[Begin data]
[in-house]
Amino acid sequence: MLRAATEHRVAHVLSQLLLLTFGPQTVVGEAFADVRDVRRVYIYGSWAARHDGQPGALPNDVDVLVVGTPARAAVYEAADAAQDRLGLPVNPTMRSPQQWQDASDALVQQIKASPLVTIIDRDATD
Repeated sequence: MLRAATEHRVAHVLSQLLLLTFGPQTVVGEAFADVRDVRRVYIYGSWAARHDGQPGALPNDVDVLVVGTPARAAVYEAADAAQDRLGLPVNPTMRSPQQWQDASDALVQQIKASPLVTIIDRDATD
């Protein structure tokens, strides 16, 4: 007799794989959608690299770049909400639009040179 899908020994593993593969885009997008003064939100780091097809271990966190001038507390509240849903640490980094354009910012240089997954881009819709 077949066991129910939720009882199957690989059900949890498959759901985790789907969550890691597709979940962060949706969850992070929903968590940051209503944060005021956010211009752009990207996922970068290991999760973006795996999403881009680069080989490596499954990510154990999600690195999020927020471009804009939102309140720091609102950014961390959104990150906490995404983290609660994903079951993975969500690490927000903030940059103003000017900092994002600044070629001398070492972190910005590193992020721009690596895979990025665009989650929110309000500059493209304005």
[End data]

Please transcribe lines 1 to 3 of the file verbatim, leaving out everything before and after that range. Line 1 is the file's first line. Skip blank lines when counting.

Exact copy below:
[in-house]
Amino acid sequence: MLRAATEHRVAHVLSQLLLLTFGPQTVVGEAFADVRDVRRVYIYGSWAARHDGQPGALPNDVDVLVVGTPARAAVYEAADAAQDRLGLPVNPTMRSPQQWQDASDALVQQIKASPLVTIIDRDATD
Repeated sequence: MLRAATEHRVAHVLSQLLLLTFGPQTVVGEAFADVRDVRRVYIYGSWAARHDGQPGALPNDVDVLVVGTPARAAVYEAADAAQDRLGLPVNPTMRSPQQWQDASDALVQQIKASPLVTIIDRDATD